Property prices could fall by "20%+ over the next two to three years", unless the Government gets a grip on the economic issues facing the UK, some brokers have warned.
Properties available per Propertymark member branch up 47% at 28 in August, but still below the pre-pandemic average of 40 properties available. The number of agents reporting average price agreed at or above the asking price, had held steady since July when there was a minor fall compared to June. — Propertymark.
Planning applications continue to slump, down 17% in Q2 at 106,800 compared to the same period in 2021. Reasons to which some are pointing to the lack of planning officers and problems with the planning system itself.
UK housing stock hits record £7trn with homeowners and landlords gaining the equivalent of £46,000 equity per household since the summer of 2020. — Equity Release Council.
House prices see 8% rise but market slowing and likely turning from a sellers’ market to the one that favours buyers, “as higher mortgage rates are set to cut buying power by up to 28%” — Zoopla.
House price growth back down to single digits in September at 9.5%, down from 10% in August, such that the average price for a house in the UK is now £272,259. Overall, 10 of the UK’s 13 regions saw a slowing in house price growth, with London continuing to be the weakest area for price increases — Nationwide HPI.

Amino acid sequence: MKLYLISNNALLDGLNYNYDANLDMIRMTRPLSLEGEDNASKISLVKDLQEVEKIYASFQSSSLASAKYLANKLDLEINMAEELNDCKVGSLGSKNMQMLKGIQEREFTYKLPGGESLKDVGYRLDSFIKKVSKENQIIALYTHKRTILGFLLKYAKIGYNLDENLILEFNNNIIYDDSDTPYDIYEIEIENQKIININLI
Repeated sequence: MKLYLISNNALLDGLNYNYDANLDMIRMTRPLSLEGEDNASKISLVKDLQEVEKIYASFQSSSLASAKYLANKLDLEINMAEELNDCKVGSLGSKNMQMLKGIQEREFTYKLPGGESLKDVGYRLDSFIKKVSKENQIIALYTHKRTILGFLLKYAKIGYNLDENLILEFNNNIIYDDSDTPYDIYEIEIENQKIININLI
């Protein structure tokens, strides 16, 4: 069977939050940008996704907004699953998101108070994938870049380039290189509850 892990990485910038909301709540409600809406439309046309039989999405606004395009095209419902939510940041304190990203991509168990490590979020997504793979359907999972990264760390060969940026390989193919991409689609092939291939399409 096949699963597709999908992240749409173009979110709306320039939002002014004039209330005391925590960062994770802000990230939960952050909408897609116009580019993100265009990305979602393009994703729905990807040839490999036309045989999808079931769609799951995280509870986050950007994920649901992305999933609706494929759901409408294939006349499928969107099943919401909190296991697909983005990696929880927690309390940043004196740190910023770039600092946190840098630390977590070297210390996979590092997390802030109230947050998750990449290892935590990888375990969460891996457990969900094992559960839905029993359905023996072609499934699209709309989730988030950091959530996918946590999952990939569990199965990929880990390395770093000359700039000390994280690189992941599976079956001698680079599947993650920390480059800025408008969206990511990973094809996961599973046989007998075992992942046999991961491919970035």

Brokers argue that AIPs are now ‘worthless’ with frequent changes to criteria, widening variations in affordability calculations between lenders and between income brackets, as well as approved loan
amounts quickly becoming out-of-date.
Foundation Home Loans expands green BTL mortgage range for both limited companies and individuals with two-year discounted products added to its ABC+ green mortgage range. This is for both remortgage and purchase.
Principality Building Society ups mortgage loan to income for newly qualified professionals to 5.5x across its entire range of standard residential mortgages. Those who have qualified as an accountant, actuary, architect, barrister, dentist, doctor, optometrist, pharmacist, solicitor or surveyor in the last five years will be eligible.
House price activity back to pre-Covid levels in Q2 but slowdown expected in coming months as the cost-of-living pressures are likely to dampen effective demand for house purchases in the coming months. However, remortgaging should remain buoyant with around £100bn of mortgages set to mature by the end of 2022. — UK Finance.
Most UK borrowers are locking in their mortgage rates, as rises loom with 95.5% of new buyers and 84.9% of homeowners taking out fixed-rate mortgages. — Financial Conduct Authority (FCA).
Holiday let popularity sees mortgage choice widen as the number of available products has grown from 186 in September 2021 to 320 (+72%). Also, the number of lenders offering these products has grown from 25 to 31 over the same period. — Moneyfacts.
Number of £5m-plus mortgages increased by nearly two-thirds in 2021, rising from 169 in 2020 to 279 as investors took advantage of the low-rate environment. Rates of around 1% were available for prime and super prime properties. — We Buy Any Home.